Trevor, since the Bible is a book of books you could probably choose any one of them as a thin book. Printed as a Penguin paberback I doubt if matthew's Gospel or isaiah would go much beyond 60 pages. So it isn't that the Bible doesn't count as a thin book - it counts as 66 of them.
Kate - not sure where I said suggested thin books need to be theological - so in case I gave that impression, it wasn't intended. Amongst the non theological nominations for my thin book shelf would be Saint Exupery's Little Prince, Annie Dillard's The Writing Life, and Dag Hammarskjold's Markings (which if it is theological, isn't defined by its theology).
Gavin - Dissident Discipleship has 245 pages, which makes it a rather thick, thin book. But Augsburger's earlier books are nearly all within the 160 page limit. But thanks for pointing out a book that doesn't reduce discipleship to a ten quick steps programme, but affirms discipleship as a following after Jesus which is characterised by life practices which bear witness to who Jesus is.
The Manse Cat is a veritable thin book enthusiast, and it was good to have amongst others, The Practice of the Presence of God by Brother Lawrence. I once witnessed this wee book lift the spirit and strengthen the hopefulness of a wonderful Christian lady at the time pushing 80. I still have a letter from her in which she quotes Brother Lawrence and Evelyn Underhill with the surprised gratitude of someone who had just had their medication changed and it was doing wonders. And Nuttall's slim biography of Richard Baxter is like all that Nuttal wrote - discretely erudite, written in restrained and elegant prose, and quietly taking its place alongside weightier works as the one that portrats baxter with affection and authority.
The Sacred Diary of Adrian Plass gave me indigestion after a Christmas dinner years ago, when I read the entry on the bearded man shouting in church with the riposte, 'he shaved others, himself he could not shave'.
Bonhoeffer's Life Together is as Graeme says, one of those books which is thin only in the sense of its pagination. I've found that it's a book people either love or hate - its demanding, uncompromising, exposure of spiritual psychology and human dynamics as they are worked out in a close-knit, intensely focused community seldom make for comfortable reading. Yet like many others I've read it several times - each time wincing at the accuracy of his observations, at times resentful of such astringent exhortation, and having to own the painful truth that few church fellowships would be prepared to take this thin book as a year's experiment to test the too easy assumption that if all the world were Christians all problems would be solved!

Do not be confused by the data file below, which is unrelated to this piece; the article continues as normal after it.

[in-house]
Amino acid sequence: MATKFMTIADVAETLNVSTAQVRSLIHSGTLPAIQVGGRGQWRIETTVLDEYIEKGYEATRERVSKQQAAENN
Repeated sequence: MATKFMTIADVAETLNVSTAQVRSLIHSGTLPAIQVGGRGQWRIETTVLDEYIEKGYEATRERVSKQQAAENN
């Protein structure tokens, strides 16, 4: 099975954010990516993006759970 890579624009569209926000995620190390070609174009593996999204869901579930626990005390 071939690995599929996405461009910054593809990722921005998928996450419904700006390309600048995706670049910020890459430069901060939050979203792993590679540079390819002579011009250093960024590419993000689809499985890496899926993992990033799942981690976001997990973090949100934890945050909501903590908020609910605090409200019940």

John Colwell's The Rhythm of Doctrine is both a very good brief systematic theology based on the Church Year, and, I hope, an outline of what could become an original and valuable series of larger books expanding on the theological approach John has opened up - and I hope he does them! Few books claiming to be systematic theologies manage to be both brief and sufficiently rigorous - along with this one, Nicholas Lash, Believing Three ways in One God and Kathryn Tanner's Jesus Humanity and the Trinity, being amongst the more obvious.
Right. I'm off to read one of the thinnest books in the Bible. I'm preaching on Jonah tomorrow. I know the story well, and the way it destabilises safe theologies and possessive spiritualities. In less than four modest chapters this story turns worlds upside down, changes worldviews, forces a revision of how its readers think of God, and ends with one of the most wonderfully funny lines in the whole Bible. In fact, going back to Trevor, and his search for a thin Bible, raises the question of thin books in the Bible. Ruth is a masterpiece in the same tradition of revising theologies built on unexamined assumptions about God. Lamentations expresses the darkness of the darkest hours - or decades, yet with an adamantine determination not to let God go. Philemon isn't a book - it's a letter, but I have a commentary on its 24 verses that is 550 pages long - and the incongruity of such a hefty commentary for such a brief occasional letter, is only felt if we haven't recognised the mustard seeds of Kingdom revolution implied in all the courtesies and gentle nudges woven throughout. A thin book, thick with possibility, eh?